One thing that remains a challenge or issue for me is that while I feel I am engaging well with DH theories and methods, how I’m presenting or articulating the project doesn’t necessarily reflect the engagement as well. Part of this difficulty comes from my discomfort and dislike for Scalar, which comes, in part, from being exhausted this semester. I’m not particularly strong with most technologies, so portraying my research in an innovating, non-linear but more appropriate way would have been a challenge for me no matter what. But also, part of this challenge is because I have so much data with the student projects. Between comparing their first drafts with my feedback to the drafts they first put on Scalar to the final drafts that came after student comments is already a vast amount of data to understand and synthesize. Then, I need to compare those changes and observations with how other projects were edited and revised- the ones that weren’t networked with their peers. Students indicate they are doing more work on Scalar, but I am not sure they are, and I’ll have to compare their final Scalar projects to the other final projects to be sure.
The aspect of anonymity has become more interesting to me as well. I’ve been thinking about how it helps and hinders involvement, interaction, and authority. In many ways, the anonymous design is helpful and necessary to make this project possible, however I think the idea of anonymity is problematic. We can’t really separate people’s content from the bodies and experiences behind them. By being anonymous, does this project maintain or even strengthen power relations that I’m interested in challenging? While anonymity favors those already in positions of power, overall, I also wonder how much it allows others to speak and others to hear. For example, the piece “8 Stages of Coping with Sexual Assault” that I’ve referenced previously wouldn’t have been seen by anyone if anonymity weren’t the route we took. And in some ways, while I don’t love the comments from white dudes asking for more ethos or sources and support from authors writing about issues of racism or sexism, I also could see how some engagement would simply be impossible in face-to-face settings. So, I suppose, it’s both/and yet again? I’m curious what discussions DH had about the internet and network abilities to be an equalizer… In a class setting where it is largely controlled, could it be more leveling or equitable than networks are on a global scale? Another interesting question I’ll look to investigate next week is how much students actually revise the project. I wonder if there is some sense that they are working more on their projects because they are commenting on others and thinking about their revisions, but I really am not seeing a ton of revisions yet. I wonder if the digital and networked nature of the piece makes students less inclined to change it than the other projects that are only seen between them and me. Are they beholden to the comments and to the iteration of the project they published initially, for some reason? I’ll see what the final projects look like, and if they say they edited their P2 on Scalar more than others but it’s clear that most didn’t, I’ll be curious about why.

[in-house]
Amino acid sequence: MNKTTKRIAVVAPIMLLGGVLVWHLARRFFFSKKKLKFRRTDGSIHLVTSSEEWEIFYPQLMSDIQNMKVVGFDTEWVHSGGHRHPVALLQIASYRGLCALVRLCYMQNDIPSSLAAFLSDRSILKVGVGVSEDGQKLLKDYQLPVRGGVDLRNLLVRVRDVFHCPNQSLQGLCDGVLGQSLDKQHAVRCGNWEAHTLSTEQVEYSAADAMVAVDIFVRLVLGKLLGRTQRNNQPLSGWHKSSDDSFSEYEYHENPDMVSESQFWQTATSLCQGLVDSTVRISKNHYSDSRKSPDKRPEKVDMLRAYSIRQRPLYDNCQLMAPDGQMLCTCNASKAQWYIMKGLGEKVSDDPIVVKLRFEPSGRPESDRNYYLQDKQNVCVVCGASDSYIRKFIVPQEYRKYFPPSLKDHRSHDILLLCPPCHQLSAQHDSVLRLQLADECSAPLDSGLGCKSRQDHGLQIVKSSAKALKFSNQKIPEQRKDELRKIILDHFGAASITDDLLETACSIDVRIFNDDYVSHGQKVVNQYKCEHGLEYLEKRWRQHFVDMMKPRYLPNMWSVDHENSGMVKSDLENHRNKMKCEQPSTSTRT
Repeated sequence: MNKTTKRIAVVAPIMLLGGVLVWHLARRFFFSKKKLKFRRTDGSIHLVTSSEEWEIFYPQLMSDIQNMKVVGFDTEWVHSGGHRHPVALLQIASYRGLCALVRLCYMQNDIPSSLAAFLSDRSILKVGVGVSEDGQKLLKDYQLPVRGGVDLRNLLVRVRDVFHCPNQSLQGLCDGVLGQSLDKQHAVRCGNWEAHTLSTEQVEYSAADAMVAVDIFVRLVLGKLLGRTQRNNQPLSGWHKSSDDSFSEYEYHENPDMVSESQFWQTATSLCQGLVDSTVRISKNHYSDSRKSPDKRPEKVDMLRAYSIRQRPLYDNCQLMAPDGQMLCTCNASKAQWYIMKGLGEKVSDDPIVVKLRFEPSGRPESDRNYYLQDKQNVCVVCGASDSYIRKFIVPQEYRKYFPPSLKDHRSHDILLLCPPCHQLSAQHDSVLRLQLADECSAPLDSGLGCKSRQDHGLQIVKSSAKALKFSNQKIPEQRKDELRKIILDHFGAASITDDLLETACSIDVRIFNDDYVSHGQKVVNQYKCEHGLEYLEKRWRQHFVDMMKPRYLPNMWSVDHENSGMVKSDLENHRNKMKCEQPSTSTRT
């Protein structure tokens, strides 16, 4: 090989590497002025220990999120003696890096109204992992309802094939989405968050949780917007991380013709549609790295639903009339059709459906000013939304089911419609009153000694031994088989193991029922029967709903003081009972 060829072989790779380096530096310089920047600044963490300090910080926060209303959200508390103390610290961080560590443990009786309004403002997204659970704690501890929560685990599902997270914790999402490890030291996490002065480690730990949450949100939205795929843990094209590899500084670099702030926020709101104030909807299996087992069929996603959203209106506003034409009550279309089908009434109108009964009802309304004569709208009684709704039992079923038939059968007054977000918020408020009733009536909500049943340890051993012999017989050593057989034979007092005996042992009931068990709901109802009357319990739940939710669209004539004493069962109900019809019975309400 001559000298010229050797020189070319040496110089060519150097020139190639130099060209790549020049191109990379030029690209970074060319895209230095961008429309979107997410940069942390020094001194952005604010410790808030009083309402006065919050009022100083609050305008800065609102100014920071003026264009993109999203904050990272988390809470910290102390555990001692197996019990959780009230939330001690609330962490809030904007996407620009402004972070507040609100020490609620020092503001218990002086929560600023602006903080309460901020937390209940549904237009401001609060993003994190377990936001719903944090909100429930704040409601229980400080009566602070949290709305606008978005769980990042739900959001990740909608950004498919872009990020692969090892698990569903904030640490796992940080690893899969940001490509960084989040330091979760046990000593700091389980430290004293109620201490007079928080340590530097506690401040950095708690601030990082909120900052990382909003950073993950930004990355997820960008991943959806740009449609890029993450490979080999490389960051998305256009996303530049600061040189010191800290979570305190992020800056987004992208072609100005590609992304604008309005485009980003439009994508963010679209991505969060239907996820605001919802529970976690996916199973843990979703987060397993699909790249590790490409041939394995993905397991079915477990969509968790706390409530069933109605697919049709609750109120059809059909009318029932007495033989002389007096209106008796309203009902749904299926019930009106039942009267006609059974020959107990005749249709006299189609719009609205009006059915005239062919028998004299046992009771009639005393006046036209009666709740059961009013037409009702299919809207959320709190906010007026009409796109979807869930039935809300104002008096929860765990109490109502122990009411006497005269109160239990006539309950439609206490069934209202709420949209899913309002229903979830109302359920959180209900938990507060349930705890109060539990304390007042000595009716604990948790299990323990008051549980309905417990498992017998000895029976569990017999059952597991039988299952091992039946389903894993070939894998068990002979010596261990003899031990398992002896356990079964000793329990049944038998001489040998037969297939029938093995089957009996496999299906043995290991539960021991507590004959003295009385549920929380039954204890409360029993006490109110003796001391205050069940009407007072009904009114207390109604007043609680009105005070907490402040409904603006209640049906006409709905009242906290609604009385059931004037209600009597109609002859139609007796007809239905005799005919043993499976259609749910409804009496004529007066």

One other observation: some students are concerned because they aren’t getting comments. Since the tagging didn’t work to create networks, most of them have happened via comments. However, what of when students don’t get comments? Strictly speaking, for this project, it doesn’t matter. It is an indicator of the tags or title the author used, probably, and doesn’t suggest anything about how networks are created, does it? Perhaps it does. Because the students are required to comment, some feel that they need to revise based on those comments as well, and if they don’t have comments, they can’t revise. I have emphasized that isn’t the case, but it has been interesting to observe students go and change their title or add tags because they are, essentially, outside the network. It has no impact on their final grade for the class, but it still seems to be a significant source of stress for many students.
Tonight I was looking at my Scalar project and observing what authors were choosing to comment on. I found some very interesting comments and relationships emerging. I suppose interesting may not be the right word.
One author, a female, wrote on her experience being sexually assaulted. Her piece is, in my view, one of the strongest and she is my best writer by a long shot. What I’m troubled, surprised by, or… something, is that she has only had women comment on her work. She’s got 7 comments, which is more than most (and no duplicate comments…), and no men. I thought some men would comment, if only to address the mechanics of her writing, her use of genre, her formatting since her piece is more aesthetically appealing than any other. But only women. And the comments range from complimenting her writing to thanking her and joining with her in their own experiences.
It is interesting seeing pieces like hers come before or after a while male counterpart’s piece, which was on society being too sensitive. It was more troubling when I noticed that he commented on two other projects about racism by asking the authors to provide more evidence. I sound very judgmental. But it’s not of the student. I only wish there was a way to let all of the class see more of what I’m seeing. The anonymity opens up some doors while closing others. I see it enabling people in different ways- some becoming vulnerable in the safety of anonymity and others becoming emboldened.